Today’s Kindle deals include all kinds of good books about prayer.
(Yesterday on the blog: How We Worshipped One Sunday in May)
“When our critically ill loved ones cannot speak to us, we wrestle with impossible decisions of whether to press on or to withhold treatment, all while we yearn to hear a beloved voice again. Such dilemmas thrust us into grief, doubt, fear, anger, and even guilt as we struggle to reconcile a web of hospital instruments with a mother’s voice, a father’s laughter, or a child’s smile.”
This is a beautiful bit of writing from Heidi Tai as she tells about being raised between two cultures.
Joe Carter: “A recent report highlights the cities and states within the U.S. in which human trafficking is most reported.”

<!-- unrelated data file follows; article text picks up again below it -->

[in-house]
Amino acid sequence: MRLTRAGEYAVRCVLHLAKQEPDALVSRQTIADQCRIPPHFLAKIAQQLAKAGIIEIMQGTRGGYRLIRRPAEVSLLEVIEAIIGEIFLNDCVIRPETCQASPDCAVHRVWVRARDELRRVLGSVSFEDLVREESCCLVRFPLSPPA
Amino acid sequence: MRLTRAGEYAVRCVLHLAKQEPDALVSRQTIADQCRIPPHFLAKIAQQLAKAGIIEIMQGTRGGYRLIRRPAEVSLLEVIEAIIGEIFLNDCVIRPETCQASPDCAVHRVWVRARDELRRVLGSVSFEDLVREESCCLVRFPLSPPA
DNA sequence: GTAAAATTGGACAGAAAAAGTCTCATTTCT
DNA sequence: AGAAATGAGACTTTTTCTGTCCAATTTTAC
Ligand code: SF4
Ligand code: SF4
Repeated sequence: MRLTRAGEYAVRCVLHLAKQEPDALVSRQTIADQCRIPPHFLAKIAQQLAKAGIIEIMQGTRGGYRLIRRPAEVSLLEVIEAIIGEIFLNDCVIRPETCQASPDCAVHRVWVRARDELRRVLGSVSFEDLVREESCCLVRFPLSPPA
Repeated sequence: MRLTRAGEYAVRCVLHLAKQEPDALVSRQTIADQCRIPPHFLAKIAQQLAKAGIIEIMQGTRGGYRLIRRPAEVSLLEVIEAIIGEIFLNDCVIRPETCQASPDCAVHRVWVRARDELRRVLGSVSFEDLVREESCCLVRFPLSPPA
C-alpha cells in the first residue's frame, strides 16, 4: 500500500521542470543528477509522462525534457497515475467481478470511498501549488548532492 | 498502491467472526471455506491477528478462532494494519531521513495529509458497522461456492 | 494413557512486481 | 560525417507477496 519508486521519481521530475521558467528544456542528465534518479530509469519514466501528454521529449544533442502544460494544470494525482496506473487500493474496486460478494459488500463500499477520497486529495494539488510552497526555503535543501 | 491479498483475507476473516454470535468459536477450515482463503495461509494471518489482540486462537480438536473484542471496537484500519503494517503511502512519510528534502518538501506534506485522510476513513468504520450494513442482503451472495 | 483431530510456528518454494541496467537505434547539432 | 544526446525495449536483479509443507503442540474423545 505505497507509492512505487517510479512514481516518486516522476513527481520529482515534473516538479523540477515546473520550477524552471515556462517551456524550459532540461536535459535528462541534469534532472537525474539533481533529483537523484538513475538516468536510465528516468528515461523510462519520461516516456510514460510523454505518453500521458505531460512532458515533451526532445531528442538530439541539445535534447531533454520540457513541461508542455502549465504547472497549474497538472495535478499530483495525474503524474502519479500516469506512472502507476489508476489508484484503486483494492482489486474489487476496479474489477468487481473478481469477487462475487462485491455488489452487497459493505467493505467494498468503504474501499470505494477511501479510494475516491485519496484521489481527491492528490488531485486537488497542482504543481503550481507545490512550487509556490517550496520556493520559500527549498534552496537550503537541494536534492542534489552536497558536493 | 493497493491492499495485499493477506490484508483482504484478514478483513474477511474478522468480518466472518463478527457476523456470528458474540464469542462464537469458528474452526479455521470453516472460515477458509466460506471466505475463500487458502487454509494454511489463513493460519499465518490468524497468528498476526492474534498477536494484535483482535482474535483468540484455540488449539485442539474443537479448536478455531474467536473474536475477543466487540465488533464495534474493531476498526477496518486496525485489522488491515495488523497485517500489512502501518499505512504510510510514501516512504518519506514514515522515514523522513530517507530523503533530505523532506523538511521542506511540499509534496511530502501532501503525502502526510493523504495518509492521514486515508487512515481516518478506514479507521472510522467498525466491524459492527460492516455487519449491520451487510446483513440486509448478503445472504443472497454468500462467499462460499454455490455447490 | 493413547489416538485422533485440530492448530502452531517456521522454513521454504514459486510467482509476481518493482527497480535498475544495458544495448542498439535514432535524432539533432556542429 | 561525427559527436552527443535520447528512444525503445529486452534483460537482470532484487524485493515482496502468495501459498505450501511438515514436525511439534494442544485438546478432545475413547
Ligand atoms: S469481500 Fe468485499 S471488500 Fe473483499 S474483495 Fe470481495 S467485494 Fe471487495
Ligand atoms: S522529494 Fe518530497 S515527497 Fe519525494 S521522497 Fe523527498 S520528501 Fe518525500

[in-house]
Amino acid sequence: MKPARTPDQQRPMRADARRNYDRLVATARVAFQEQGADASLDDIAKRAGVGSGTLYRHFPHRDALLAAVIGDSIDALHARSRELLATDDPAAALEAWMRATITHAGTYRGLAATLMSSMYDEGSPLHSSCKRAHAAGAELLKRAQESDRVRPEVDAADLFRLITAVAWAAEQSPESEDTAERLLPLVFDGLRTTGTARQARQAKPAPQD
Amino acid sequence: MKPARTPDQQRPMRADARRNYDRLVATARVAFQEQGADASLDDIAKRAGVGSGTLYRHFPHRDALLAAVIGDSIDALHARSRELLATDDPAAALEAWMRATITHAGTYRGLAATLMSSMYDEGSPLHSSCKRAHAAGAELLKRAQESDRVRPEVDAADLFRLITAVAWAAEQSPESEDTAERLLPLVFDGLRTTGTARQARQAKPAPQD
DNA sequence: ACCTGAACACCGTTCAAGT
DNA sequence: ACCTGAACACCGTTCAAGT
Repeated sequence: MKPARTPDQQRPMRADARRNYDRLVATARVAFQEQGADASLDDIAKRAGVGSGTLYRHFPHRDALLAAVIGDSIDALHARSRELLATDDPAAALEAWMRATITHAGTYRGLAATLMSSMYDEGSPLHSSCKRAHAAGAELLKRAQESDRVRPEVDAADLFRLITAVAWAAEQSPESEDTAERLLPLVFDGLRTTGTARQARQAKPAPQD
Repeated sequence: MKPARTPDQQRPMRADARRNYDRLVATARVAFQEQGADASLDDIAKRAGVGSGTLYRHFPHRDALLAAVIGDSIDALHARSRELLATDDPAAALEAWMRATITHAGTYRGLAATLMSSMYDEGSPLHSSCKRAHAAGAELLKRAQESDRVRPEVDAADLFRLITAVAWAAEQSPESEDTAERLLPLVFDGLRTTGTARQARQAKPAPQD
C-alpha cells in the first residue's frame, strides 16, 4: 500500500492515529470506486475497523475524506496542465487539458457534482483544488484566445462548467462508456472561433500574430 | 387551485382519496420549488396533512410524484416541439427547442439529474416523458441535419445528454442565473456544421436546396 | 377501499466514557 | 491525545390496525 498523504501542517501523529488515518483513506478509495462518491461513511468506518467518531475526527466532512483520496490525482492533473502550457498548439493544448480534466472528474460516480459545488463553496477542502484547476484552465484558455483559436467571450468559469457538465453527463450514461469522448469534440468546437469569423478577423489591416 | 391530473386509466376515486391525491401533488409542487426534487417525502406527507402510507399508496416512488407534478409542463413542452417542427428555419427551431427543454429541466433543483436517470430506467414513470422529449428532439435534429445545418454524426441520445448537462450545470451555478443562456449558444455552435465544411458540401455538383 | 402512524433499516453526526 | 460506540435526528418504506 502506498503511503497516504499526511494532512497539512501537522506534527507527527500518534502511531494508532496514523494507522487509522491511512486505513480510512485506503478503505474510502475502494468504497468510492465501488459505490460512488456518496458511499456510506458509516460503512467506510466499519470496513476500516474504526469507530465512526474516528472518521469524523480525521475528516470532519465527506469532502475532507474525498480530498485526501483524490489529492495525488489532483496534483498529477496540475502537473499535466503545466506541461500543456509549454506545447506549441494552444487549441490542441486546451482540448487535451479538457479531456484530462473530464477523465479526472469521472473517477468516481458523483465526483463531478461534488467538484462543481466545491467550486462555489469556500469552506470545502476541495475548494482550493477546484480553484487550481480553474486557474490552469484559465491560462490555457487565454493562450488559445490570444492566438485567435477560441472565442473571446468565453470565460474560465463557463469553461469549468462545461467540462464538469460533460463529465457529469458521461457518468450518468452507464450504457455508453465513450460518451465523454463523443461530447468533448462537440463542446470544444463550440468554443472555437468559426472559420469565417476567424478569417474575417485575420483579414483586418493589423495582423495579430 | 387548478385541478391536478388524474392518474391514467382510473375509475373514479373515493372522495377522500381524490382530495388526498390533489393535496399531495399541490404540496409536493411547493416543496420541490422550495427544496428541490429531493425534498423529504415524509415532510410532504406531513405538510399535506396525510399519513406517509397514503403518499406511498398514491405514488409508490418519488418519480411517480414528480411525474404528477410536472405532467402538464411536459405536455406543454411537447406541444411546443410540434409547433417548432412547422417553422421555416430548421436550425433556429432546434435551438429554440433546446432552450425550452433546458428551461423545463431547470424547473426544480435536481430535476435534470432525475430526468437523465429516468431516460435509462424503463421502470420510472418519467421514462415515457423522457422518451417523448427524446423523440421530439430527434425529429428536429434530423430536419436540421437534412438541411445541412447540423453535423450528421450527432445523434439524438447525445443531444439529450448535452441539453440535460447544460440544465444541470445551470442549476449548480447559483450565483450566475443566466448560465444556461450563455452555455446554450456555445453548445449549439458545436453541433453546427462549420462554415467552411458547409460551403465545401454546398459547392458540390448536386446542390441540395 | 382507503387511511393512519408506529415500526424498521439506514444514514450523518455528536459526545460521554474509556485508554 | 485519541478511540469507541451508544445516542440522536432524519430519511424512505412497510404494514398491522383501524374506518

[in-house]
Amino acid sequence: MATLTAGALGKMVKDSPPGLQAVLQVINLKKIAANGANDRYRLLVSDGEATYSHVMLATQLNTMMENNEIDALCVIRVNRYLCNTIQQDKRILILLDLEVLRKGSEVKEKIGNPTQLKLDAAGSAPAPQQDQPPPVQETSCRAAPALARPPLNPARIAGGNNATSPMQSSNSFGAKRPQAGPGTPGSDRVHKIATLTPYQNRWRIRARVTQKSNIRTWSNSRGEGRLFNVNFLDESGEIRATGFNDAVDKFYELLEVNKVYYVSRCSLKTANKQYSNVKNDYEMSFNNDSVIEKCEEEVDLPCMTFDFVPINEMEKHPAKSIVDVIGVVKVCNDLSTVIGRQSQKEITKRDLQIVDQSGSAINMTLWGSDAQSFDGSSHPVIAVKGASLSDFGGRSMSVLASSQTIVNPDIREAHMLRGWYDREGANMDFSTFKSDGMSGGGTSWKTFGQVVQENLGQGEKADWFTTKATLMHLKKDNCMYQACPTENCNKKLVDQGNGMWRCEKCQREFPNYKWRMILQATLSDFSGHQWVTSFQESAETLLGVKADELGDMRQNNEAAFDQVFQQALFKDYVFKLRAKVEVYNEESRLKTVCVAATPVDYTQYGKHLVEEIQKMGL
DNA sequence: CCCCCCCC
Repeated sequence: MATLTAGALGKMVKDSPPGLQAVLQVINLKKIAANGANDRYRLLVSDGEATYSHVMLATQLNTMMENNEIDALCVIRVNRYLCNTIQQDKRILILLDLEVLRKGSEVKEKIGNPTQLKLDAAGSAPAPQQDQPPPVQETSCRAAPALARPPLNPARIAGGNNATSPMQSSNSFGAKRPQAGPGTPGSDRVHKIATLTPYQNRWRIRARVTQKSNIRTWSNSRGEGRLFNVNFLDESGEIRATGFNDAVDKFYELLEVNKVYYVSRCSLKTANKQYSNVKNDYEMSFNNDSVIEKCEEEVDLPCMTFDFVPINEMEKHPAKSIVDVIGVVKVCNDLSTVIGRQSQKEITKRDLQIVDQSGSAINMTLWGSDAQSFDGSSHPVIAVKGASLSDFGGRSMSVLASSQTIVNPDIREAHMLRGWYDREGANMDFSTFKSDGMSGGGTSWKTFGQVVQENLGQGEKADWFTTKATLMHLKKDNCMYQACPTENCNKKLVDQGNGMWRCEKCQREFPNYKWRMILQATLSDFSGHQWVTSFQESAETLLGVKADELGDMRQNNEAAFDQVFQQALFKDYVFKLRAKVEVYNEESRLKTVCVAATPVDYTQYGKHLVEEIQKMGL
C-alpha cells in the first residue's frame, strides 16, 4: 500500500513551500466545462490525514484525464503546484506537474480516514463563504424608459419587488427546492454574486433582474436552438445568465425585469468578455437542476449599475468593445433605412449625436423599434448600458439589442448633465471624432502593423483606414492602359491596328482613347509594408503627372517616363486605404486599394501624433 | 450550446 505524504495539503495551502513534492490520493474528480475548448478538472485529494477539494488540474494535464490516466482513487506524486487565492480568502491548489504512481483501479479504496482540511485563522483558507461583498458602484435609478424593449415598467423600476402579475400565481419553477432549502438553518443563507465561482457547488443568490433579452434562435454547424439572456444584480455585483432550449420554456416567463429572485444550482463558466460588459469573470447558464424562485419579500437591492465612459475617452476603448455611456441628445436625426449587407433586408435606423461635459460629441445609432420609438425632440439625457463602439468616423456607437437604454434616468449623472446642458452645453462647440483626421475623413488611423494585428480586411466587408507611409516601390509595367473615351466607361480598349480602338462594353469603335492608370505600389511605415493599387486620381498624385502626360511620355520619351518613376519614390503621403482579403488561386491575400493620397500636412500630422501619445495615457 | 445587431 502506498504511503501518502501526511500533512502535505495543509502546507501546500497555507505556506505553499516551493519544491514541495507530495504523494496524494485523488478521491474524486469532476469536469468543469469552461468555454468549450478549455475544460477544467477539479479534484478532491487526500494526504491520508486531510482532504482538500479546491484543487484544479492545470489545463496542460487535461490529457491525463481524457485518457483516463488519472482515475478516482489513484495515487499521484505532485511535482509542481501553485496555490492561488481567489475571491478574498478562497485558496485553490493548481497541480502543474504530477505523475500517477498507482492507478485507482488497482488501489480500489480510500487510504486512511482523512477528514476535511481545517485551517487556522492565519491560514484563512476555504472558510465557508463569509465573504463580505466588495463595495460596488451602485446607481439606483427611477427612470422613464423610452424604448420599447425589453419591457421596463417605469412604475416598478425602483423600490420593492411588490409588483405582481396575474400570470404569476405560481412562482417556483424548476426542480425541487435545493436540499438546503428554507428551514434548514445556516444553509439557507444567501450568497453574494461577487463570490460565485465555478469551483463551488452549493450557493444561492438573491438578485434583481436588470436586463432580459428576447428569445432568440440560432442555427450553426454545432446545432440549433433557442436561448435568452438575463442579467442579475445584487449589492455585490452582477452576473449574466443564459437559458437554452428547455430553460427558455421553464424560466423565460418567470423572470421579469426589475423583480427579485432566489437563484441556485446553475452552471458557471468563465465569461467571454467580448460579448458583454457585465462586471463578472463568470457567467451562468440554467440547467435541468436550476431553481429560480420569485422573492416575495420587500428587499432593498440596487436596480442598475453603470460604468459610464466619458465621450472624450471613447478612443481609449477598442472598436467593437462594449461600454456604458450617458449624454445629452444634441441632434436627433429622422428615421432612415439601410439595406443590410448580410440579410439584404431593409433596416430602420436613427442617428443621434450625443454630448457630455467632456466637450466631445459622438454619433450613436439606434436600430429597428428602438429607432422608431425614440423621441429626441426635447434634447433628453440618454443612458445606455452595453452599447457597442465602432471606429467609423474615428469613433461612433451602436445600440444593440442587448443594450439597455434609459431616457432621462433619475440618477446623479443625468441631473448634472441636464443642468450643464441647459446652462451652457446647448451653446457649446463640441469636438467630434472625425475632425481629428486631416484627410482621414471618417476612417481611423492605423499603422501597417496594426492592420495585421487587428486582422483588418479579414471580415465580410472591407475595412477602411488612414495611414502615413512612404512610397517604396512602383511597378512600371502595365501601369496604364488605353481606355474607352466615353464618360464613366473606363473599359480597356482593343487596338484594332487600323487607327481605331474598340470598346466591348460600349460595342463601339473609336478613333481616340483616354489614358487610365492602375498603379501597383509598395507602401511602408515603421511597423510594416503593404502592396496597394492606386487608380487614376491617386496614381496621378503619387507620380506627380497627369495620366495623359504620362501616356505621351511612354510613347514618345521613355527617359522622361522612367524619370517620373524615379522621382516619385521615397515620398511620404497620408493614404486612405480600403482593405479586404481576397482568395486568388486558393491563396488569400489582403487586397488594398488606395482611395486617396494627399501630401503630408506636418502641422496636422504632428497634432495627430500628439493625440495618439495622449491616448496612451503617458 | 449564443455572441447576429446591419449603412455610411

“Today, secular political discourse includes not only utopian substitutes of the New Heaven and New Earth, but also secular versions of the Apocalypse. Just consider the tenor of our current debates around climate change and the environment.” More and more people are noting that environmentalism is becoming a substitute religion.
Yes, there is a capital city out there with a population of zero…
“Because critical theory relies on social location, lived experience, class oppression, and social conflict as the overarching interpreting framework for seeing the world and navigating social relations in society, we need to ask: Why is this approach problematic for Christian ethics? To answer that question, we need to understand how moral claims are first made according to critical theory.”
It’s a blessing to read such a good article in the Spectator. “But I believe there is – and it brings me great hope. In the short time left for me in this world, I can think of nothing more important than sharing that hope with others.”
Your authors have worked hard on their books. You have put lots of effort into acquiring the books, editing them, designing them, and printing them. Please don’t neglect this important step of creating a few key resources.
You must come to a point of being willing to offend, or else you’ll never say much of anything. —Elliot Clark